Photo of Sushila Chanana

Sushila Chanana is a high-stakes technology litigator and legal advisor, who has a background in privacy and cybersecurity. She represents companies in complex civil matters, including patent, trademark, copyright, and trade secrets disputes. Her clients have ranged from startups to Fortune 500 companies. In addition to representing clients in federal and state court, at both the trial and appellate levels, Sushila also assists clients with matters before the U.S. International Trade Commission (ITC) and the Patent Trial and Appeal Board (PTAB).

She counsels companies on compliance with various data protection laws, including the California Consumer Privacy Act (CCPA).

Contact: schanana@fbm.com

Earlier this year, a number of individuals brought a lawsuit in the United States District Court for the Western District of Washington against Washington-based company Wyze Labs, Inc (Wyze), which manufactures “smart” home cameras and security equipment. See In re: Wyze Data Incident Litigation, Case No. C20-0282-JCC (W.D. Wa. 2020). The lawsuit – which centered around a 2019 data breach incident – alleged that Wyze failed to comply with Federal Trade Commission requirements for safeguarding users’ personal information.
Continue Reading Arbitration Agreements in Privacy Disputes: The Wyze Decision and the CCPA

During these particularly trying times resulting from the COVID-19 pandemic, businesses of all sizes have been concerned about the future. As a result, considering potential liquidation or restructuring through bankruptcy is inevitably starting to become a reality for some. Companies in this situation should keep privacy concerns in mind, because the handling of personal data in bankruptcy proceedings poses some unique challenges.

By taking proactive measures, a business can transform the personal data it holds from a reorganization liability into an asset. However, the issue of whether or not personally identifiable information (PII) can be sold (and under what terms) is a common way privacy issues come into play during liquidation and reorganization proceedings. As further discussed below, the GDPR and the CCPA, along with the prior positions taken by the FTC and various State Attorneys General, are all factors for companies to consider to ensure that data does not lose its value as part of the bankruptcy process.
Continue Reading Privacy During Bankruptcy Proceedings: Why It Matters

A few weeks ago on this blog, we addressed some of the legal issues that have arisen for Zoom, as it becomes a significant part of American daily life during the COVID-19 pandemic.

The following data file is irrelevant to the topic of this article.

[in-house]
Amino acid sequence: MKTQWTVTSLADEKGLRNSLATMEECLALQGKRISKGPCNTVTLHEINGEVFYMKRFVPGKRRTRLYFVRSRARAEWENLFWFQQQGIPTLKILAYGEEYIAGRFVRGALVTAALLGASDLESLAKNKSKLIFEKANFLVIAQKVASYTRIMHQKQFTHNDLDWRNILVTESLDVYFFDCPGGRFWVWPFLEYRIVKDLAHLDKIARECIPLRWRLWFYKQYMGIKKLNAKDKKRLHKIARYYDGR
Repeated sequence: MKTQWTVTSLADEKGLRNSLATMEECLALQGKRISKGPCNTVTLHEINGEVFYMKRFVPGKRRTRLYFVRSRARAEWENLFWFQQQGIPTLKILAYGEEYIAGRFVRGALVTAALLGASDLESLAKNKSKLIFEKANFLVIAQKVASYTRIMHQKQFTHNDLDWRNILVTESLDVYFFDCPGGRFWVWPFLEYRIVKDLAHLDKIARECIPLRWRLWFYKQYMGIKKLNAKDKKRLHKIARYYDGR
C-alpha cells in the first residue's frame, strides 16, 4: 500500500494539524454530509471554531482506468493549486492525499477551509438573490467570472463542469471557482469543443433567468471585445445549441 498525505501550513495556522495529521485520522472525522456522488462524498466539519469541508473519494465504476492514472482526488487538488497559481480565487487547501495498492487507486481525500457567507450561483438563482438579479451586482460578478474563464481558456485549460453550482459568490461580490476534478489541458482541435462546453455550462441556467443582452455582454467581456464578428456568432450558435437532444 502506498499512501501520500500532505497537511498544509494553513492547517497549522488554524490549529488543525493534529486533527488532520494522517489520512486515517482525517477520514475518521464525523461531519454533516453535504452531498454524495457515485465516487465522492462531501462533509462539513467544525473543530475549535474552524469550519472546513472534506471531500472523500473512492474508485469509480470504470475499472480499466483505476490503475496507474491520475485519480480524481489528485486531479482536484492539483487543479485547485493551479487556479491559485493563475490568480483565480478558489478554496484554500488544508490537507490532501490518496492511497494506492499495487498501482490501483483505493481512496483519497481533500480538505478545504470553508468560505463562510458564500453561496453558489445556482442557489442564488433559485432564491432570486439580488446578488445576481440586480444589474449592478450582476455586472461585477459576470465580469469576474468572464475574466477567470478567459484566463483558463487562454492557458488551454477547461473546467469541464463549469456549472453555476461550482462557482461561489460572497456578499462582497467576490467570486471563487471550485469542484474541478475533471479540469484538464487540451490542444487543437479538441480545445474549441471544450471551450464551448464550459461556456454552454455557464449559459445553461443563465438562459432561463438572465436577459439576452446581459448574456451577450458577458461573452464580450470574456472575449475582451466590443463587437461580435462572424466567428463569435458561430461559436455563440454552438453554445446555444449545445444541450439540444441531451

Among those legal issues was an inquiry by the New York State Attorney General into Zoom’s privacy practices, and particularly into its measures to detect and prevent hackers or other outside parties attempting to observe or interfere with online meetings. In several incidents, the third parties interrupted meetings with disturbing messages or images. In fact, two other states – Connecticut and Florida – joined the New York probe after state government officials fell victim to “zoombombing.” Based on perceived security flaws, on April 6, 2020, the New York City Department of Education implemented a ban on public schools’ use of Zoom for classes and educational purposes.
Continue Reading Zoom Successfully Addresses New York’s Privacy and Security Concerns

As privacy-related litigation continues to heat up, Judge Beth Freeman (ND Cal.) recently laid out in In re Google Assistant Privacy Litigation (Case No. 19-cv-04286)[1] a potential roadmap for surviving or winning a motion to dismiss on privacy-related causes of action.

The consolidated lawsuit against Google alleges violations on twelve counts, all relating to the Google Assistant product – a voice-activated technology used in mobile and home devices that listens for “hotwords” in order to carry out user commands. This case is an important one to watch and should be broadly instructive as many companies, big and small, are and have been hard at work on voice-activated technologies (compare, for instance, to Amazon’s Alexa, Apple’s Siri, and countless speech recognition start-ups around the world). Huge numbers of households and individuals currently have these devices in their homes and/or on their person at all times.
Continue Reading A Roadmap to Litigating Privacy Claims? A Look at a Recent Order From the Google Assistant Privacy Litigation

As large portions of society become subject to coronavirus-related quarantines, increasing numbers of people have turned to web-based communications platforms for classes, meetings, events, and socialization. One such platform, Zoom, has become, in some estimations, the most important app in the business world, and the single most downloaded mobile app in all of India.

With such rapid expansion in its user base, there was bound to be increased focus on the company. Over the last few weeks, Zoom has faced questions related to the legality of its privacy and information-gathering practices. In fact, in addition to addressing concerns on social media and national television programs, Zoom must also now defend itself in a new class action lawsuit involving the newly enacted California Consumer Privacy Act (“CCPA”), which we analyze below.
Continue Reading New CCPA Lawsuit Against Zoom: Issues to Watch